I happen to know, however, that had it not been for some painstaking work by British and American diplomatswith the full support of and great activity by American Secretary of State Colin Powell, and with my active supportwe would not be where we are today, with a little bit of luck, with a solution to a long-standing problem. The six detained people may now be moved to a secure facility elsewhere, and President Arafat will be released to restart his activity in effective and constructive politics inside the occupied territories and elsewhere. That seems to be the kind of positive contribution that the House expects of the British Government, and which it sought in the debate 13 days ago.
Mr. Tam Dalyell (Linlithgow): On a point of order, Mr. Speaker. May I raise a delicate matter of jurisdiction as between the Westminster Parliament and the Scottish Parliament, on which I would ask you to reflect, and which I have outlined to your advisers? On the Easter Adjournment, I asked in relation to Lockerbie:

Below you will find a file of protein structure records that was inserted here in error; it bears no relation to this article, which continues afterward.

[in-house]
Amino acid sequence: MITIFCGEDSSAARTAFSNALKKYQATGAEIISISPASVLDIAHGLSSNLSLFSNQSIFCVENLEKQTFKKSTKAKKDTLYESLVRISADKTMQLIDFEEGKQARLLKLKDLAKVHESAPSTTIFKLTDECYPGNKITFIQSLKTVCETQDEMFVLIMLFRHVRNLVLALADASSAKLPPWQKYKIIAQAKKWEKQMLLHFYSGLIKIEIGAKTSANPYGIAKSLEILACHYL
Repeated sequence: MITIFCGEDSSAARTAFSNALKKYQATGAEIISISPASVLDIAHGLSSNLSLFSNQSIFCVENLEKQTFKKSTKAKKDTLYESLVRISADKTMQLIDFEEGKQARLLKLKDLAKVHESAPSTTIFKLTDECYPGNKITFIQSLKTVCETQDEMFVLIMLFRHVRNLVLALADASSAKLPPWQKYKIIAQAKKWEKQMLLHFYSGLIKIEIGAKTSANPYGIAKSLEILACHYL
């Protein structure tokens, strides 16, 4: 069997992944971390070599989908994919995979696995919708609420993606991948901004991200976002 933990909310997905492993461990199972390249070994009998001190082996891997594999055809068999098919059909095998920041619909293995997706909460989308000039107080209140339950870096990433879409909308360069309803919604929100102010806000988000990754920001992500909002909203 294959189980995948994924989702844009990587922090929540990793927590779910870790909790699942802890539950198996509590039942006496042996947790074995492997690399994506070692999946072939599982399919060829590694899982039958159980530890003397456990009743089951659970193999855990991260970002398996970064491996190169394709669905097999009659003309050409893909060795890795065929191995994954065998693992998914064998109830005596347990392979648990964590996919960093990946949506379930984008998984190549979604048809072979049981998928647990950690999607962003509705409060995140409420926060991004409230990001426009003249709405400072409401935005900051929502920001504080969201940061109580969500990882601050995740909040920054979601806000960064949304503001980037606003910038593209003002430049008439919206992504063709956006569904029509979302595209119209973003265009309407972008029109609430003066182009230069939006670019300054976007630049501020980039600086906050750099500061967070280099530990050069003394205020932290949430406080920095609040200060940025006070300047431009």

On Thursday, I saw Dr. Koechler for four and a half hours to discuss his submissions to the UN. Various avenues of appeal through the UN and the Court of Human Rights, not to mention the Scottish Criminal Cases Review Commission, are possibilities. Dr. Koechler said that it is vital that the productions be preserved for further proceedings at inquiry.